Motion tracking based on commercial inertial measurements units (IMUs) has been widely studied in the latter years as it is a cost-effective enabling technology for those applications in which motion tracking based on optical technologies is unsuitable. This measurement method has a high impact in human performance assessment and human-robot interaction. IMU motion tracking systems are indeed self-contained and wearable, allowing for long-lasting tracking of the user motion in situated environments. After a survey on IMU-based human tracking, five techniques for motion reconstruction were selected and compared to reconstruct a human arm motion. IMU based estimation was matched against motion tracking based on the Vicon marker-based motion tracking system considered as ground truth. Results show that all but one of the selected models perform similarly (about 35 mm average position estimation error).
Multimodal learning analytics provides researchers new tools and techniques to capture different types of data from complex learning activities in dynamic learning environments. This paper investigates the use of diverse sensors, including computer vision, user‐generated content, and data from the learning objects (physical computing components), to record high‐fidelity synchronised multimodal recordings of small groups of learners interacting. We processed and extracted different aspects of the students' interactions to answer the following question: Which features of student group work are good predictors of team success in open‐ended tasks with physical computing? To answer this question, we have explored different supervised machine learning approaches (traditional and deep learning techniques) to analyse the data coming from multiple sources. The results illustrate that state‐of‐the‐art computational techniques can be used to generate insights into the "black box" of learning in students' project‐based activities. The features identified from the analysis show that distance between learners' hands and faces is a strong predictor of students' artefact quality, which can indicate the value of student collaboration. Our research shows that new and promising approaches such as neural networks, and more traditional regression approaches can both be used to classify multimodal learning analytics data, and both have advantages and disadvantages depending on the research questions and contexts being investigated. The work presented here is a significant contribution towards developing techniques to automatically identify the key aspects of students success in project‐based learning environments, and to ultimately help teachers provide appropriate and timely support to students in these fundamental aspects.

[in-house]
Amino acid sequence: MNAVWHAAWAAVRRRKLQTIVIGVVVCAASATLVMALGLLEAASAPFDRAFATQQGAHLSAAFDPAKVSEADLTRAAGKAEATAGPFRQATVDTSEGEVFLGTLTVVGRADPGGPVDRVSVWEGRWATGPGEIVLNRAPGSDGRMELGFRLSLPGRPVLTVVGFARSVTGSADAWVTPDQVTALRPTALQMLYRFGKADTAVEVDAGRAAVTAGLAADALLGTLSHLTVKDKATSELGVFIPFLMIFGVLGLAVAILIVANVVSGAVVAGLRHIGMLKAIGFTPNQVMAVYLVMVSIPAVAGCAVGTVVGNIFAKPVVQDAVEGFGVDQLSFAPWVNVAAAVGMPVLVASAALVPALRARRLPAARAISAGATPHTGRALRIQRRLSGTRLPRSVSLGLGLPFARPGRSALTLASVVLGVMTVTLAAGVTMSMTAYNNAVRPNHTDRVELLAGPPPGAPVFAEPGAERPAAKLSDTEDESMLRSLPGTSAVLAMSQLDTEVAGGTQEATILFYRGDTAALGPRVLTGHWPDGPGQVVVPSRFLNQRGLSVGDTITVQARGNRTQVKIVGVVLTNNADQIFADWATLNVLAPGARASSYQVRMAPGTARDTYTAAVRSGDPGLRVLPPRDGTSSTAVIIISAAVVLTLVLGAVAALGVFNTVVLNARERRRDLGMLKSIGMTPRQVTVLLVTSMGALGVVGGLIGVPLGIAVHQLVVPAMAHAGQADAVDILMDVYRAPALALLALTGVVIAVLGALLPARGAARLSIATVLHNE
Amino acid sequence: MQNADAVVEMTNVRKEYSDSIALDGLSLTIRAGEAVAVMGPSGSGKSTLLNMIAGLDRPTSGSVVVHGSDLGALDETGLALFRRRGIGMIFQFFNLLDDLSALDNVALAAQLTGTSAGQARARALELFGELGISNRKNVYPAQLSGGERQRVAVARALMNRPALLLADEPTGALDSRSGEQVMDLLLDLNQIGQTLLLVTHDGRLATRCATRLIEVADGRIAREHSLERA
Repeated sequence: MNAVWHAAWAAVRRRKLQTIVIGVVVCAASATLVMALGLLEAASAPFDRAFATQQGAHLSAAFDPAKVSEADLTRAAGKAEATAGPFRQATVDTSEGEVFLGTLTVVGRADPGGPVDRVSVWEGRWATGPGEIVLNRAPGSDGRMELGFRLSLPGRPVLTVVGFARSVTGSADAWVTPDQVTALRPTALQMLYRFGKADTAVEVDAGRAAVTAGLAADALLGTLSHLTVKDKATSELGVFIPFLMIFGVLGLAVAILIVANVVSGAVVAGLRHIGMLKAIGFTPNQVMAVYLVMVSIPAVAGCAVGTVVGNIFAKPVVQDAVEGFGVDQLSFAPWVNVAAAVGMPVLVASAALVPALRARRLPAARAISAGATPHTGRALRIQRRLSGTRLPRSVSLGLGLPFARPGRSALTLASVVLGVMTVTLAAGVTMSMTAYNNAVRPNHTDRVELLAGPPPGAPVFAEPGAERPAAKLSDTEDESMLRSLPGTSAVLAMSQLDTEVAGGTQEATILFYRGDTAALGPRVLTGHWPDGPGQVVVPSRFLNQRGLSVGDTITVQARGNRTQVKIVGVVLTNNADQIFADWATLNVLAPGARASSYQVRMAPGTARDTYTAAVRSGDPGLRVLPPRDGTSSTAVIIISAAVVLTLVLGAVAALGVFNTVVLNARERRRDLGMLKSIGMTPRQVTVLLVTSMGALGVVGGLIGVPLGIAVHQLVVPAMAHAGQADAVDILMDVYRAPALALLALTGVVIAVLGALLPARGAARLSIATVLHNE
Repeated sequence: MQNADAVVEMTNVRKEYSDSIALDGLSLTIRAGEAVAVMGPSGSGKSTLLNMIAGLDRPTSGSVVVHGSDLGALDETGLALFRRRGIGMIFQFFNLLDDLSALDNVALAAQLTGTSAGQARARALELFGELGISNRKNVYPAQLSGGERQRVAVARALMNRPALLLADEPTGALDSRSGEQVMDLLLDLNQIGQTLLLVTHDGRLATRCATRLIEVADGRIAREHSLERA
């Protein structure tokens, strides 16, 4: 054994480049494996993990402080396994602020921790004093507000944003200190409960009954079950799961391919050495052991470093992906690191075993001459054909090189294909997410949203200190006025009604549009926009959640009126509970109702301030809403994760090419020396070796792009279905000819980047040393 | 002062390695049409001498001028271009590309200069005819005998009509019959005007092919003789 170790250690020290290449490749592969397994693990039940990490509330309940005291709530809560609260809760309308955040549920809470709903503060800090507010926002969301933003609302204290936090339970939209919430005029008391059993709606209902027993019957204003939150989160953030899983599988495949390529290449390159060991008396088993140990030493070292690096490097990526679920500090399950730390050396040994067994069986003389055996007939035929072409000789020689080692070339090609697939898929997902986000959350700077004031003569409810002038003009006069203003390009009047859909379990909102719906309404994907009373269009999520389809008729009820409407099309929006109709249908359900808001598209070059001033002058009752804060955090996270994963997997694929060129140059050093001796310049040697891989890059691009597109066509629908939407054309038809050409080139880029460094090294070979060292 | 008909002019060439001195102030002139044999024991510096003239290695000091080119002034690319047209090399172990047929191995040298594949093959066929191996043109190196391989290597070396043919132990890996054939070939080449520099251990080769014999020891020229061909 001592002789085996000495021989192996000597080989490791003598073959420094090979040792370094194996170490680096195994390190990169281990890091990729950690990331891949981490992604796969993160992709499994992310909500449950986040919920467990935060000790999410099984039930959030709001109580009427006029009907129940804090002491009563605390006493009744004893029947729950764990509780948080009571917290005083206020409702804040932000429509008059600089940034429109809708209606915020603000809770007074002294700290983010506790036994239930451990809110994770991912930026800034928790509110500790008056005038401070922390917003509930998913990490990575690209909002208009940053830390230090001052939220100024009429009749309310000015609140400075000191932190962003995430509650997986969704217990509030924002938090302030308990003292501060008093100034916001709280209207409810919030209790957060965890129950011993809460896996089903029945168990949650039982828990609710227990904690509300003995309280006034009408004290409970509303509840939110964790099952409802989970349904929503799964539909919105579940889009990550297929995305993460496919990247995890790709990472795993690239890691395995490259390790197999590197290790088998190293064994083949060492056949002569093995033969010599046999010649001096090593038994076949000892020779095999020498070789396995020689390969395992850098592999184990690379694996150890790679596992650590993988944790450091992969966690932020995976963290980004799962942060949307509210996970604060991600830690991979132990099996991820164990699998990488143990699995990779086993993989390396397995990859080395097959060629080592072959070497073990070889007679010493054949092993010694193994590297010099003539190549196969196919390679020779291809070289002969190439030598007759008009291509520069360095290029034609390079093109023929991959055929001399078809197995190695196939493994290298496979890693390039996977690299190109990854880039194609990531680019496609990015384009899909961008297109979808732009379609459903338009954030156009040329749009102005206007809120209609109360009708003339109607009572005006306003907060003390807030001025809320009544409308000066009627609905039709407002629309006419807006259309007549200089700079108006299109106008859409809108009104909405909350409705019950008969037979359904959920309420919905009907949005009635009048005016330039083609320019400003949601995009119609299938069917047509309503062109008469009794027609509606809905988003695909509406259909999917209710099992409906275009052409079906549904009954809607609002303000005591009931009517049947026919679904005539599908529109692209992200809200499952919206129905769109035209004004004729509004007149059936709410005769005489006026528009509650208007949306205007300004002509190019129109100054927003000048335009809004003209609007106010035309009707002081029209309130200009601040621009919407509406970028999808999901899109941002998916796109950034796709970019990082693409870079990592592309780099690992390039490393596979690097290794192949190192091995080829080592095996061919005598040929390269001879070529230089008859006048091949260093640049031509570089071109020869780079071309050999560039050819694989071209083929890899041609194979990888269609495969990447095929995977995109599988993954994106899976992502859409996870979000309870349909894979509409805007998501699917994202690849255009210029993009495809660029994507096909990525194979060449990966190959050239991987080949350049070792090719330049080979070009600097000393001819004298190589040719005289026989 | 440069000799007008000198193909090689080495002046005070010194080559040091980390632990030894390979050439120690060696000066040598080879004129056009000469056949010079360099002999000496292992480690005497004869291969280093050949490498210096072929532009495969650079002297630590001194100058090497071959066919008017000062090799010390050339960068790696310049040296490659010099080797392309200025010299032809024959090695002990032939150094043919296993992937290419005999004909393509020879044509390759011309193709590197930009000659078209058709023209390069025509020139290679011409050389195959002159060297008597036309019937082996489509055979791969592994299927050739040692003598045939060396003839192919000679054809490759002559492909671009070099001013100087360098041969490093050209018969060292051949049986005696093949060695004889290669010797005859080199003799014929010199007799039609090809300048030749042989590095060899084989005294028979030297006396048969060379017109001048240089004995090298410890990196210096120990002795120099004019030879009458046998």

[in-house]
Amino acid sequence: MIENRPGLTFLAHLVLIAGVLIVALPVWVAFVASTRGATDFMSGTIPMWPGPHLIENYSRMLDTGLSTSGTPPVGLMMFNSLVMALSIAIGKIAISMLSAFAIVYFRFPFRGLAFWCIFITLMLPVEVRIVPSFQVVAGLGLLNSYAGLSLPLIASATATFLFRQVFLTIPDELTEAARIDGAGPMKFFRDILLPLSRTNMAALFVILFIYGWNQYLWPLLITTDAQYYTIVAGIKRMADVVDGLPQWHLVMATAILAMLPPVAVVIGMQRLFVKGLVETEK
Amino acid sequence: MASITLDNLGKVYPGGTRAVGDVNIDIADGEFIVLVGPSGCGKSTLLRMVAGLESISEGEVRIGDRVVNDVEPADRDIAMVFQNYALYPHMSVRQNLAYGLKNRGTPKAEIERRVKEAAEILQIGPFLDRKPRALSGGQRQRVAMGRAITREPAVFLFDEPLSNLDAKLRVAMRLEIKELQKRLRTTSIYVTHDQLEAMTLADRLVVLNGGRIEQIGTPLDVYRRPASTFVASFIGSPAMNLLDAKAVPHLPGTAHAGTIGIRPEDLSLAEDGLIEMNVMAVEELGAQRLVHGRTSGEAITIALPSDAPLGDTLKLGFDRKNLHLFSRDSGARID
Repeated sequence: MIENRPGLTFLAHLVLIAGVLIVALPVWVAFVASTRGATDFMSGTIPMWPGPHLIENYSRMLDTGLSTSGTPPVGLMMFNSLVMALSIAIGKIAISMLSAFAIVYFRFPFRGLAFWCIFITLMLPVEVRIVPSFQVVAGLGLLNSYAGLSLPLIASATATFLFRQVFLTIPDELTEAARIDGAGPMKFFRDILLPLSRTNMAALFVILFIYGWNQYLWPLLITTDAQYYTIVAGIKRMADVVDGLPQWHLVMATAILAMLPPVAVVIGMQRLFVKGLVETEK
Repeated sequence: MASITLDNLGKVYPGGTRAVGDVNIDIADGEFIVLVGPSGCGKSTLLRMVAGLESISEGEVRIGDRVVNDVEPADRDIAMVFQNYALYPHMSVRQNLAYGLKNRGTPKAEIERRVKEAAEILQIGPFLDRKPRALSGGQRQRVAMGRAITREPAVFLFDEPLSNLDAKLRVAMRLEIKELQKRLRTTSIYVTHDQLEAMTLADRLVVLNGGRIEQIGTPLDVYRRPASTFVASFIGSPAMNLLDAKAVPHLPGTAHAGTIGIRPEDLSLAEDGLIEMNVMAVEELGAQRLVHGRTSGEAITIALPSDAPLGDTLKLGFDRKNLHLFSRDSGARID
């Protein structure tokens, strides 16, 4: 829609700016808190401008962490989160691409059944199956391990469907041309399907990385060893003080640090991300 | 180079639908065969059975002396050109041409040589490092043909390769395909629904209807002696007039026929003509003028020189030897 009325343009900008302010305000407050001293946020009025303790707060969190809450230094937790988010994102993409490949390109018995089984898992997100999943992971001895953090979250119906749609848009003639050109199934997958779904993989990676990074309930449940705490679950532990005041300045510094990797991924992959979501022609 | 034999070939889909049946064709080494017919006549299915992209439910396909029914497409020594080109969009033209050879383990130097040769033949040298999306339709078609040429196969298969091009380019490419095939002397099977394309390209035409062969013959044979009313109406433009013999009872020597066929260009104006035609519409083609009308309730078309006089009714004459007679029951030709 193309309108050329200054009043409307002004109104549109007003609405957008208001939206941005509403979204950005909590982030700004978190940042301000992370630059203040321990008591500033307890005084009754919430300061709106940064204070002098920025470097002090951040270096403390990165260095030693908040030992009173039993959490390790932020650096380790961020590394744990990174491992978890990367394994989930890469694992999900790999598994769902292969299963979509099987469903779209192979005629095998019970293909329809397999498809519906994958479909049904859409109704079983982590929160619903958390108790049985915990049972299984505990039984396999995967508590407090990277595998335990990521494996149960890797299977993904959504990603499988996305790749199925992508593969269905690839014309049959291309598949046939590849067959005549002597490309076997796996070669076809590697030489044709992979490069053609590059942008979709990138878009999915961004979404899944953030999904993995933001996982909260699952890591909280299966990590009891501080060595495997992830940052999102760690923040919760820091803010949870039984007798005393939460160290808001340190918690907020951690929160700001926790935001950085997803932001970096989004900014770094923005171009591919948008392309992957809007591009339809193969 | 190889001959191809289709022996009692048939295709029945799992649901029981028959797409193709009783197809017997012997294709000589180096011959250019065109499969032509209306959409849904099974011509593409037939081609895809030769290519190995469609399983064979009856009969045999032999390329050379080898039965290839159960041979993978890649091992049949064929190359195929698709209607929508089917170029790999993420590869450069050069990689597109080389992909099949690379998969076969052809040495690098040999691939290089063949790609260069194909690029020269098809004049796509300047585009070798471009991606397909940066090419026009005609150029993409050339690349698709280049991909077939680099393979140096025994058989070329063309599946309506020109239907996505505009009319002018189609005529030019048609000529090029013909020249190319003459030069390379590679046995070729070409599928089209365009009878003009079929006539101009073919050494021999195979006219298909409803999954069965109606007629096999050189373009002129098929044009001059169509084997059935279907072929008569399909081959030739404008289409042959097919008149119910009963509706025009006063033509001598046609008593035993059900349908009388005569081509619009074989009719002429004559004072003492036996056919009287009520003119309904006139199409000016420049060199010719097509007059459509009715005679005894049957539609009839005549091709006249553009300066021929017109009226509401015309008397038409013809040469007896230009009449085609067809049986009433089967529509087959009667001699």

The use of drones in agriculture is becoming more and more popular. The paper presents a novel approach to dis- tinguish between different field’s plowing techniques by means of an RGB-D sensor. The presented system can be easily integrated in commercially available Unmanned Aerial Vehicles (UAVs). In order to successfully classify the plowing techniques, two different measurement algorithms have been developed. Experimental tests show that the proposed methodology is able to provide a good classification of the field’s plowing depth
Multimodal learning analytics provides researchers new tools and techniques to capture different types of data from complex learning activities in dynamic learning environments. This paper investigates high-fidelity synchronised multimodal recordings of small groups of learners interacting from diverse sensors that include computer vision, user generated content, and data from the learning objects (like physical computing components or laboratory equipment). We processed and extracted different aspects of the students' interactions to answer the following question: which features of student group work are good predictors of team success in open-ended tasks with physical computing? The answer to the question provides ways to automatically identify the students' performance during the learning activities
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